NEARLY a fortnight after the University of Utah's sensational announcement, fusion power experts still do not know whether or not a Utah chemist and his British colleague have made the energy-supply breakthrough of the century. And the scientists doing the experiments say they do not fully understand what is happening either. The experimenters believe they are producing sustained hydrogen fusion reactions - the power source of the stars - at room temperature in a small jar. If true, the process could become a source of abundant energy that would supply the world's need for heat and electricity indefinitely.
Last Friday, B. Stanley Pons, chairman of the University of Utah Chemistry Department, told an audience at the university that his experiment ``cannot be explained by any known chemical process. ... I can conceive of no other process other than a nuclear process,'' he said.
Also on Friday, Steven E. Jones - who heads a team doing comparable experiments at Brigham Young University in Provo, Utah - told a Columbia University audience in New York, ``I think we have a new approach to fusion.'' However, he said his experiment produces only about one ten-trillionth of the energy needed to run it. That contrasts with the University of Utah scientists' claim that their device produces four times as much energy as it consumes.
Both teams stress that other scientists must study and confirm their results before they can be sure of what they are doing. But for the many scientists who want to check it out, this has been one of the most tantalizing announcements of a possibly major scientific discovery ever made.
Dr. Pons and his co-experimenter (and former teacher) Martin Fleischmann of the University of Southhampton in England claim to have reached a goal that has eluded a small army of researchers for 40 years. They claim to have done it by a simple extension of a common high school experiment. Yet they have not provided enough detail for fusion experts to understand exactly what they have achieved.
In hydrogen fusion, the nuclei of hydrogen atoms fuse together to form a nucleus of helium, releasing energy in the process. The hydrogen nuclei each carry a positive charge. Since like charges repel each other, it is difficult for two nuclei to get close enough for the strong nuclear force that promotes fusion to overcome the electrical repulsion. This can happen under the high temperature, pressure, and density of the core of the sun and in other stars.
On Earth, fusion experimenters work with two forms of hydrogen that are heavier than hydrogen in ordinary water - namely, deuterium (doubly heavy hydrogen) and tritium (triply heavy hydrogen). They confine a mixture of these nuclei with powerful magnetic fields while heating it to several hundred million degrees. At such temperatures, the nuclei travel fast enough to smash together and fuse. Alternatively, experimenters compress the deuterium/tritium with laser beams.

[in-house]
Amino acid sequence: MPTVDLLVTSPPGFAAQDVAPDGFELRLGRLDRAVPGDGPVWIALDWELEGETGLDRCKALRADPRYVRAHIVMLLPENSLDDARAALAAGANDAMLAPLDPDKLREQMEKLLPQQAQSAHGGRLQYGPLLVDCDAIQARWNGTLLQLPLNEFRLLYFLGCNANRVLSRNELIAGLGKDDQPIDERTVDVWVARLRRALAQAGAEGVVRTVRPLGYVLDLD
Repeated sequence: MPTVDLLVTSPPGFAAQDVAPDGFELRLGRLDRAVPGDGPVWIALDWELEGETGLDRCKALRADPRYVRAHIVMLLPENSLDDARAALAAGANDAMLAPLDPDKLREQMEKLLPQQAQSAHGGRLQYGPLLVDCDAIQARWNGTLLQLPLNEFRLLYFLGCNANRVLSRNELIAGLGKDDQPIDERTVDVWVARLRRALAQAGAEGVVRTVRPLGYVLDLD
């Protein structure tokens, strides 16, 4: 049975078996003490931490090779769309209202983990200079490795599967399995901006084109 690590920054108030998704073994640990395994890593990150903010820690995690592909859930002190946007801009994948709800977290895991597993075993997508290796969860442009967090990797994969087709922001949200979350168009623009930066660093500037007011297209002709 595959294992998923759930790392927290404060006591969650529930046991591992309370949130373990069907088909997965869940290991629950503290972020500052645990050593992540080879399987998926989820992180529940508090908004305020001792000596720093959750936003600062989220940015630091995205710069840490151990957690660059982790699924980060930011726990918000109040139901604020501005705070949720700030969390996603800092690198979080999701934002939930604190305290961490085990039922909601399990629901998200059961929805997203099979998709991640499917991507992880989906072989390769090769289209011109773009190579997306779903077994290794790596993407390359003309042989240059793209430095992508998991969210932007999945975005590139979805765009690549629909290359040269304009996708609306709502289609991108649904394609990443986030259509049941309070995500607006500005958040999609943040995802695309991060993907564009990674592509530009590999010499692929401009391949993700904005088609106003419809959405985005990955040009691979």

Neither approach has yet achieved energy break-even - that is, produced at least as much energy as it takes to run the experiments, although that goal seems close at hand. But they have consumed some $20 billion.
Now Pons and Dr. Fleischmann claim to have run fusion experiments that produce net power. And they have done it at a cost of only $100,000 of their own money over the past half decade. They use a form of electrolysis. In the usual school experiment, two electrodes are placed in a jar of water and connected to a small battery, such as an automobile battery. This sets up an electric current that splits water molecules into hydrogen and oxygen.
Pons and Fleischmann use electrodes of palladium and platinum, with the platinum in the form of a thin wire coil surrounding a palladium rod. They also use heavy water - that is, water composed of deuterium and oxygen. As the electric current splits the heavy-water molecules, the deuterium is absorbed by the palladium rod. Deuterium nuclei accumulate in the crystal structure of the palladium until they are packed closely enough for some of them to fuse, according to explanations by Pons and Fleischmann.
This is the story the Utah researchers first told at a hastily called press conference March 23. The university said it called the conference because news of the work was starting to leak out. But it held back details to protect its patent position. The researchers urge interested scientists to wait for publication of their scientific paper, which they submitted to the journal Nature the following day. Dr. Jones also submitted a paper on his team's work at that time. It will likely take take several weeks for Nature to publish the papers. It can take even longer if the editor rejects one or both of them or requests revisions after expert reviewers assess them.